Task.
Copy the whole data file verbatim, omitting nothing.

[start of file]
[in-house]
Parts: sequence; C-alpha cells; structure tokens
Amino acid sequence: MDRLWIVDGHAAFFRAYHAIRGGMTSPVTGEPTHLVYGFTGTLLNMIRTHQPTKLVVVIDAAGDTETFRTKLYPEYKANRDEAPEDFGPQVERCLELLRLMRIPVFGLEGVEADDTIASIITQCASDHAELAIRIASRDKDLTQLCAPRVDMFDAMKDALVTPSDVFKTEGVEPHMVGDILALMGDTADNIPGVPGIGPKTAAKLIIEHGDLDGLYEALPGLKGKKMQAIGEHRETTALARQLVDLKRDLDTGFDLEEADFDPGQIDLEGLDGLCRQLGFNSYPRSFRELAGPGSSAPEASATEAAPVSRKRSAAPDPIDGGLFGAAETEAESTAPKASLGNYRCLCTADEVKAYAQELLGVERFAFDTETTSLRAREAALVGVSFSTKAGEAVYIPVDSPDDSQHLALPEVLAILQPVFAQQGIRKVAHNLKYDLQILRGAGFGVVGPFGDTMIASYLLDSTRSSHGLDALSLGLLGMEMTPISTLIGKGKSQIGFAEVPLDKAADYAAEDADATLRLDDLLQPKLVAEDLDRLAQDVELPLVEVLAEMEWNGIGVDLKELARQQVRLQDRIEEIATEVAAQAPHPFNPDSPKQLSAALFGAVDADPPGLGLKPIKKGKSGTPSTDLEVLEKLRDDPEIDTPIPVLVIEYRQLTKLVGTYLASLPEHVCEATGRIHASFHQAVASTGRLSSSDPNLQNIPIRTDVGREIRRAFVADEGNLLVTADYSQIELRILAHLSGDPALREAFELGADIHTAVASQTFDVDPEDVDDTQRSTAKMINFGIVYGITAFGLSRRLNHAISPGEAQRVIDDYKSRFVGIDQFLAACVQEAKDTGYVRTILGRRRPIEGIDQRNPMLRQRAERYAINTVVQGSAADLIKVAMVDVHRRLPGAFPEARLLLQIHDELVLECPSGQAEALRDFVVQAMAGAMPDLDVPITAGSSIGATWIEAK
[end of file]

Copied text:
[in-house]
Parts: sequence; C-alpha cells; structure tokens
Amino acid sequence: MDRLWIVDGHAAFFRAYHAIRGGMTSPVTGEPTHLVYGFTGTLLNMIRTHQPTKLVVVIDAAGDTETFRTKLYPEYKANRDEAPEDFGPQVERCLELLRLMRIPVFGLEGVEADDTIASIITQCASDHAELAIRIASRDKDLTQLCAPRVDMFDAMKDALVTPSDVFKTEGVEPHMVGDILALMGDTADNIPGVPGIGPKTAAKLIIEHGDLDGLYEALPGLKGKKMQAIGEHRETTALARQLVDLKRDLDTGFDLEEADFDPGQIDLEGLDGLCRQLGFNSYPRSFRELAGPGSSAPEASATEAAPVSRKRSAAPDPIDGGLFGAAETEAESTAPKASLGNYRCLCTADEVKAYAQELLGVERFAFDTETTSLRAREAALVGVSFSTKAGEAVYIPVDSPDDSQHLALPEVLAILQPVFAQQGIRKVAHNLKYDLQILRGAGFGVVGPFGDTMIASYLLDSTRSSHGLDALSLGLLGMEMTPISTLIGKGKSQIGFAEVPLDKAADYAAEDADATLRLDDLLQPKLVAEDLDRLAQDVELPLVEVLAEMEWNGIGVDLKELARQQVRLQDRIEEIATEVAAQAPHPFNPDSPKQLSAALFGAVDADPPGLGLKPIKKGKSGTPSTDLEVLEKLRDDPEIDTPIPVLVIEYRQLTKLVGTYLASLPEHVCEATGRIHASFHQAVASTGRLSSSDPNLQNIPIRTDVGREIRRAFVADEGNLLVTADYSQIELRILAHLSGDPALREAFELGADIHTAVASQTFDVDPEDVDDTQRSTAKMINFGIVYGITAFGLSRRLNHAISPGEAQRVIDDYKSRFVGIDQFLAACVQEAKDTGYVRTILGRRRPIEGIDQRNPMLRQRAERYAINTVVQGSAADLIKVAMVDVHRRLPGAFPEARLLLQIHDELVLECPSGQAEALRDFVVQAMAGAMPDLDVPITAGSSIGATWIEAK